In the Christian world Easter is a major religious festival starting on Good Friday commemorating the Crucifixion and finishing on Easter Sunday celebrating the resurrection. It is also a massive weekend within the hospitality industry. In some countries, the United Kingdom included, it is a four-day weekend with a holiday on the friday and monday. In some Catholic countries there is a full week of parades and festivals leading upto the Easter weekend, known in Spain as La Semana Santa. This year Easter falls on the weekend of 2nd to 4th April – the date varies each year depending on the first full moon after the spring equinox on March 21st.
For bars and restaurants it is often the first time following a long winter to really hear the register ring! Certainly here in Europe we look forward to the longer, warmer days and the opportunity to get out. This year, however, like last year the majority of catering establishments are going to have to rely on a takeaway service.
There are many food traditions associated with the Easter holiday. In Britain we eat a buttered toasted teacake known as a Hot Cross Bun to signify the Crucifixion. The cross on the top of the bun is made using flour paste and, upposedly, the spices in the bun are to represent the spices used in embalming Christ. The origins of the Hot Cross Bun are somewhat mixed with the obvious claim that they were first introduced by an English monk in the 12th century, but there is also a version that explores their pagan origins. Cross Buns were baked to celebrate the spring festival and the goddess Eostre. The four quarters of the cross represent the phases of the moon.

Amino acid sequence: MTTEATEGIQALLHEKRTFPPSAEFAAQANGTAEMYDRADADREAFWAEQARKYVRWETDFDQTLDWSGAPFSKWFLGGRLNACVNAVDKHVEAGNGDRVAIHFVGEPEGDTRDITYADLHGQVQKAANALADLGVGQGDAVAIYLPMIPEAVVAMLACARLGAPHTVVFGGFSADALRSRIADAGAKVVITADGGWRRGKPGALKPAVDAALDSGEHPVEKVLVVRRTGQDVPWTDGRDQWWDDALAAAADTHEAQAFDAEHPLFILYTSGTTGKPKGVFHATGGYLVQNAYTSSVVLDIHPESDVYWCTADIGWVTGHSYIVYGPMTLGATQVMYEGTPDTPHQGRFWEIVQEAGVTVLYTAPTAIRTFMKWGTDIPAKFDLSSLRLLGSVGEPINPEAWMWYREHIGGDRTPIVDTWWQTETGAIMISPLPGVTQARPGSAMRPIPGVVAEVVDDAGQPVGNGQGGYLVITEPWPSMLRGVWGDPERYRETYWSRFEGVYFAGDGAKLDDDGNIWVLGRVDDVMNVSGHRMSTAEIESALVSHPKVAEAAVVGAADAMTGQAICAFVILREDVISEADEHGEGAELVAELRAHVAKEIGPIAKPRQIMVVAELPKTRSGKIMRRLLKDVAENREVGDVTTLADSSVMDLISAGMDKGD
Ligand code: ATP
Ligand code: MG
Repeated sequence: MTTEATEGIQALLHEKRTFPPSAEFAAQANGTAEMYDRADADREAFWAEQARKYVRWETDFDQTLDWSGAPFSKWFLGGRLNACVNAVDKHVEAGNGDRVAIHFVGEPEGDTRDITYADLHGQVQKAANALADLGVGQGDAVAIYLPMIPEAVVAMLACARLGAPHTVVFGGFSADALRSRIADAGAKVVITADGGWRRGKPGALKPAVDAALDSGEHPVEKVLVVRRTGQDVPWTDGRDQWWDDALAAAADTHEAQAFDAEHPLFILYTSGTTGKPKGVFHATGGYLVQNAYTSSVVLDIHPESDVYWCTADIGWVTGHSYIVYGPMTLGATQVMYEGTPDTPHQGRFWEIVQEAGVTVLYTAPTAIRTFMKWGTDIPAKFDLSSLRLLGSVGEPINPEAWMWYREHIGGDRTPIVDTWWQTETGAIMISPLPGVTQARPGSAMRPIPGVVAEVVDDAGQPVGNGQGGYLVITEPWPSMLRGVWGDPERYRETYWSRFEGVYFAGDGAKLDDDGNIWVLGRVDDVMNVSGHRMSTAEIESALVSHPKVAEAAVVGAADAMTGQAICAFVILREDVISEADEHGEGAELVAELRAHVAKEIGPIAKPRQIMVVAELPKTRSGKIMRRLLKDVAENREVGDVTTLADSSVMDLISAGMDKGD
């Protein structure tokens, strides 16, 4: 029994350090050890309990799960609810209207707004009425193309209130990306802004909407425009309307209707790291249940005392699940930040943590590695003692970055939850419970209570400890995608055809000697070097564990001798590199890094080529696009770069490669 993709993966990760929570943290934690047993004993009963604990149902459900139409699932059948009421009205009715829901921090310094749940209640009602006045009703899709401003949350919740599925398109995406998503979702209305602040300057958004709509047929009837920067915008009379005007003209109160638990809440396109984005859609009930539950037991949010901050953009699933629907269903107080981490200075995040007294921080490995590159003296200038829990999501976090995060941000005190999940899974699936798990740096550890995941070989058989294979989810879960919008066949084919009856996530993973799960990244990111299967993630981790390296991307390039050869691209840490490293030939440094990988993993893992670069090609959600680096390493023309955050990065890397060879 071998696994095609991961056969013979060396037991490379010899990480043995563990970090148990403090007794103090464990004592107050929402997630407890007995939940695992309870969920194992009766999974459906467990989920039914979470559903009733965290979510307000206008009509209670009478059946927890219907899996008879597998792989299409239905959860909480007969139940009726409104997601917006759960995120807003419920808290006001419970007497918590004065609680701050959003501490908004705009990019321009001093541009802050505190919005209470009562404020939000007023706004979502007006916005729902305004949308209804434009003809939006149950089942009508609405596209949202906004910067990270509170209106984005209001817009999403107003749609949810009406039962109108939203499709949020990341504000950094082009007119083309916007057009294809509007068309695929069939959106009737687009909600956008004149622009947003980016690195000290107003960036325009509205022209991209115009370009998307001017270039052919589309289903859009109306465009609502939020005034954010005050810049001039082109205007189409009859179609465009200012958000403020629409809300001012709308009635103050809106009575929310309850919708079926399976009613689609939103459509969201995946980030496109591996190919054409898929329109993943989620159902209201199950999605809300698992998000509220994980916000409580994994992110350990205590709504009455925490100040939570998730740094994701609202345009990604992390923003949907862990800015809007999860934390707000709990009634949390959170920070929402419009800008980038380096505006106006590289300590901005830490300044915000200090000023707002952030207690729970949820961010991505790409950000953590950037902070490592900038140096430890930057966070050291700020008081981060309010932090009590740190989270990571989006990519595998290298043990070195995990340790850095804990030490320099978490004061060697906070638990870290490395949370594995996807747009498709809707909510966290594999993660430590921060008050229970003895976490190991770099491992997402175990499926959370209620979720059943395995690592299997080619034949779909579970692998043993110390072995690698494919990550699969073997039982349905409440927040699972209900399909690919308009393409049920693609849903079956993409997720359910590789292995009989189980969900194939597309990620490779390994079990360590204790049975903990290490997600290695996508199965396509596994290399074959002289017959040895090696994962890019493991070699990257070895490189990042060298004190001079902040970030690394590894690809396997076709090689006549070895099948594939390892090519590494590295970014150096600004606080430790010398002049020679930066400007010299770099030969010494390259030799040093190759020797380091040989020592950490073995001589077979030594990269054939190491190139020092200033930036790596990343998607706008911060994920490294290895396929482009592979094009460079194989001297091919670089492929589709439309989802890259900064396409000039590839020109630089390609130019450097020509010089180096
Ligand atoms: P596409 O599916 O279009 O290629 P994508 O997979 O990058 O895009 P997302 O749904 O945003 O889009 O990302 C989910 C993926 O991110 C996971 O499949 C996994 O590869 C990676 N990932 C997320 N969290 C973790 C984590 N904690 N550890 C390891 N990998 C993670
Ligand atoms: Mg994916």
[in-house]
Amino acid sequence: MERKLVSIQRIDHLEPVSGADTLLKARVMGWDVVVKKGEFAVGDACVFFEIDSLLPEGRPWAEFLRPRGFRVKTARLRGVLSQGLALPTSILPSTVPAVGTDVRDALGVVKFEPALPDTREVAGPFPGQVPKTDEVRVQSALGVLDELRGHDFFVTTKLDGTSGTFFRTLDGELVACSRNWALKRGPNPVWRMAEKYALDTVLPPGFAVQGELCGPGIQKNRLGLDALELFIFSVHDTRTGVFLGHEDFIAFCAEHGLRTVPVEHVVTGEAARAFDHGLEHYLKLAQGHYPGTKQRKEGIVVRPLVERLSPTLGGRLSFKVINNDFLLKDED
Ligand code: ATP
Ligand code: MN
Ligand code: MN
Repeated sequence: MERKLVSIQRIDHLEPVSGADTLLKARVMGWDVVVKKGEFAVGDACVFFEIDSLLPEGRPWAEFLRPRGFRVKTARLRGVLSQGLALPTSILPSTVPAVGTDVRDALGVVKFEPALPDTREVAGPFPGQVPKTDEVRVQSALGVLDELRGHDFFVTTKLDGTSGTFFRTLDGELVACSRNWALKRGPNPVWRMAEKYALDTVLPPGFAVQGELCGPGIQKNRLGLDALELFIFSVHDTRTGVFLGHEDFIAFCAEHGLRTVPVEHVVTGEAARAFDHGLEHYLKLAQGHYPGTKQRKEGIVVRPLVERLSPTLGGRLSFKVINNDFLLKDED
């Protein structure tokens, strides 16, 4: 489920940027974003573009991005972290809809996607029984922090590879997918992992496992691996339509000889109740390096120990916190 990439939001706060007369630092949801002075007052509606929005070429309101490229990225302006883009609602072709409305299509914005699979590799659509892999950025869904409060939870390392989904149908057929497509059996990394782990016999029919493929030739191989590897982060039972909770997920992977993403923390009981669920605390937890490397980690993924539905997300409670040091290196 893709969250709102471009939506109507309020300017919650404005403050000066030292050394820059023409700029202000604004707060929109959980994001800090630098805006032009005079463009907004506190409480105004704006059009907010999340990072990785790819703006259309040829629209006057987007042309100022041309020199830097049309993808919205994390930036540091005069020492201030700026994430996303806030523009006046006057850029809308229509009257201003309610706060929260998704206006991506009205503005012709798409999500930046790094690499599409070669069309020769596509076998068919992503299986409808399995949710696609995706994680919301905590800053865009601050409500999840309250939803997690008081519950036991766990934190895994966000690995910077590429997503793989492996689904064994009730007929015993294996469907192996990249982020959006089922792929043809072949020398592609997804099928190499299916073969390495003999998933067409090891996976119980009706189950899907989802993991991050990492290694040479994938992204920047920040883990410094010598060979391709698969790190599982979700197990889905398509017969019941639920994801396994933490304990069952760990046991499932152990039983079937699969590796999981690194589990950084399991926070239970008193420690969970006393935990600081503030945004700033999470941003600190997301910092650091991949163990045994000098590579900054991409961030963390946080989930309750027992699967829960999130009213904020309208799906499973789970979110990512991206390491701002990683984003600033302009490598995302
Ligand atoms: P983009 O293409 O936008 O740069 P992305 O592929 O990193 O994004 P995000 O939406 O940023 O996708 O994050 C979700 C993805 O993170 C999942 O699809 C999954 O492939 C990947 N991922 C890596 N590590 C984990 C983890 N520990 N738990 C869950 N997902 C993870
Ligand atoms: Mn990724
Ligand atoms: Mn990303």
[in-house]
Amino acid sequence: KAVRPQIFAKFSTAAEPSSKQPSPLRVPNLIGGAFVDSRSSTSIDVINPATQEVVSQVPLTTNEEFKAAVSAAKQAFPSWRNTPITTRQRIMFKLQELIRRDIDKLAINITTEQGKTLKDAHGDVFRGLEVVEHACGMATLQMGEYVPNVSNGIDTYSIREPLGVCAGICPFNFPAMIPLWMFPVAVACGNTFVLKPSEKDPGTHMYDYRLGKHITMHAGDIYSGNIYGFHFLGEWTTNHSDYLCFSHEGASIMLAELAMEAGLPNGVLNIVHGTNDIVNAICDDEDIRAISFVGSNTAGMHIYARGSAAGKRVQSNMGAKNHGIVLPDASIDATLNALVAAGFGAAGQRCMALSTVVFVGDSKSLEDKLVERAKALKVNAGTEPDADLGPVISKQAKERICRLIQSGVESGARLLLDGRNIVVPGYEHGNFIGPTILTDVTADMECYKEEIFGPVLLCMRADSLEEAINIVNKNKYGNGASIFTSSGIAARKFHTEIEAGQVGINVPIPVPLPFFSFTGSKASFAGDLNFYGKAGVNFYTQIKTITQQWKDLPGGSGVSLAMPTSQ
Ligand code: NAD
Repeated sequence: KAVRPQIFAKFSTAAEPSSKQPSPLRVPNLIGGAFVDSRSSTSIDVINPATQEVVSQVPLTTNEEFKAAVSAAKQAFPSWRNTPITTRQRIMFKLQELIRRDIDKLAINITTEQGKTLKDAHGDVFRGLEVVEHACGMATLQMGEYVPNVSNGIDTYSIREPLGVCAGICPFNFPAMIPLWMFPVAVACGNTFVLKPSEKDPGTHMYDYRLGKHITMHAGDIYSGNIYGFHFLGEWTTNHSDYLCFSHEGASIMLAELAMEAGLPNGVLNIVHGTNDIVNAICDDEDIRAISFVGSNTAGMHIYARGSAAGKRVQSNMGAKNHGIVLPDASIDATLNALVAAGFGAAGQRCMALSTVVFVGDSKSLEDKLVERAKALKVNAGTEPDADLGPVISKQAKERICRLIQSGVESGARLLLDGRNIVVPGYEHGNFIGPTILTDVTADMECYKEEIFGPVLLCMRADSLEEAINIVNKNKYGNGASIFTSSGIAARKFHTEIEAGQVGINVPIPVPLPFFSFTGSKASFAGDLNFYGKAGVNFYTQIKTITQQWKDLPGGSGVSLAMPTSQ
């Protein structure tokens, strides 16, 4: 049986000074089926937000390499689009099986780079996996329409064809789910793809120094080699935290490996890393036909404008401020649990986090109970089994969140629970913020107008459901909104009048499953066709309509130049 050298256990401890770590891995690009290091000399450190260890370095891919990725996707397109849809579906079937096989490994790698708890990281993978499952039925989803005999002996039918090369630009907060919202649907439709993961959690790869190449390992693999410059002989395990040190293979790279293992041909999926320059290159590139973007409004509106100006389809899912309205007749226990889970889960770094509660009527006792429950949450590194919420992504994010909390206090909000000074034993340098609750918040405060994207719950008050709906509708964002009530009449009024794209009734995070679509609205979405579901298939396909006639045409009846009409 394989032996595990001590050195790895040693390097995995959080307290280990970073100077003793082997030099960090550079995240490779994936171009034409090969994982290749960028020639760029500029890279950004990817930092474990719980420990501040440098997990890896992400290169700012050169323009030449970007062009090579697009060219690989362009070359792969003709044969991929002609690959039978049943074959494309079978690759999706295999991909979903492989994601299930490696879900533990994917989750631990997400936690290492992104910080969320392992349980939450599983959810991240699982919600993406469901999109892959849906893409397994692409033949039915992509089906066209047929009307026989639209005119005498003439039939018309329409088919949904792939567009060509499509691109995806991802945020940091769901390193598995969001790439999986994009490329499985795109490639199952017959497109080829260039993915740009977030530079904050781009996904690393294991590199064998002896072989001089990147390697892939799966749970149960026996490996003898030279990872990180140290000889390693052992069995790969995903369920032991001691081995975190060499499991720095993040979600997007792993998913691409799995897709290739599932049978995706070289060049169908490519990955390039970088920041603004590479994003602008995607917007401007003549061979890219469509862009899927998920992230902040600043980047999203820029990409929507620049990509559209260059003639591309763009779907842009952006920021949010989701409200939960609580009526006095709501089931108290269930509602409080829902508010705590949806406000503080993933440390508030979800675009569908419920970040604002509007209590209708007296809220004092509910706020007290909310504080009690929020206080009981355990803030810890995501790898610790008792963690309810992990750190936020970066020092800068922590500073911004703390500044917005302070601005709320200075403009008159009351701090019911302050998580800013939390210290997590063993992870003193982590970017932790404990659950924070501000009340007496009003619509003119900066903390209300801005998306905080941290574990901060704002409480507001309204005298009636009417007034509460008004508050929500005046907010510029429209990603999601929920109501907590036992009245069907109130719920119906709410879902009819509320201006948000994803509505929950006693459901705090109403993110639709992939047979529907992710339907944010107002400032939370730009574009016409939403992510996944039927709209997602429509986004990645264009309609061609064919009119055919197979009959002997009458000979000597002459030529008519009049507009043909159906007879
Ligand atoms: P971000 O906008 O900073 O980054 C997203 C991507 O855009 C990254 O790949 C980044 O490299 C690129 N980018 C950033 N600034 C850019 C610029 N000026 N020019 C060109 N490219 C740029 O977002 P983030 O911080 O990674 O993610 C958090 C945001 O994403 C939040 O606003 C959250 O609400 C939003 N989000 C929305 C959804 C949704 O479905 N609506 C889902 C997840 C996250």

One of the dishes you are most likely to see on European plates on Easter Sunday is roast lamb and there is à historical reason for this. Going back to the Jewish festival of Passover a lamb is traditionally sacrificed and the blood smeared on the door so that God would “Pass Over” and not take the family’s first born son. In Christianity the lamb has always signified sacrifice -think “sacrificial lamb” or “like a lamb to the slaughter” – and there is symbolism that Christ represented the lamb.
It is seen as coincidence that in Europe Spring Lamb is just becoming available at the time of Easter. In fact most lamb born in Spring would not be available until after Easter and the land consumed during the holiday was most likely born in December.
One further food based tradition around Easter is the giving of Easter Eggs, these days normally chocolate eggs but not always so in the past. The chocolate is the easy part. Many people will give up some form of luxury for the period of Lent before Easter. Following “Mardi Gras”, when you use up the luxury ingredients in your store cupboard, Lent is a time
of abstinence and ends on Easter Sunday, hence the luxury of chocolate.
But why eggs? Like many Christian traditions the giving of eggs is rooted in Pagan festivals. Eggs are an ancient symbol of new life and have long been associated with Spring celebrations. In Christianity, Easter eggs are representative of Christ emerging from the tomb and of resurrection. Many nations still paint and decorate hard boiled eggs around the Easter holiday either as a Spring tradition or in the belief of a religious practice.
You may also ask about the Easter Bunny which has absolutely nothing to with the religious side of Easter but is again a Pagan symbol of Spring and the rebirth of the planet and new life. Let’s be honest, rabbits are well known for their rapid reproduction especially as the warmer weather sets in.
Have a very Happy Easter, eat well and support your local restaurant!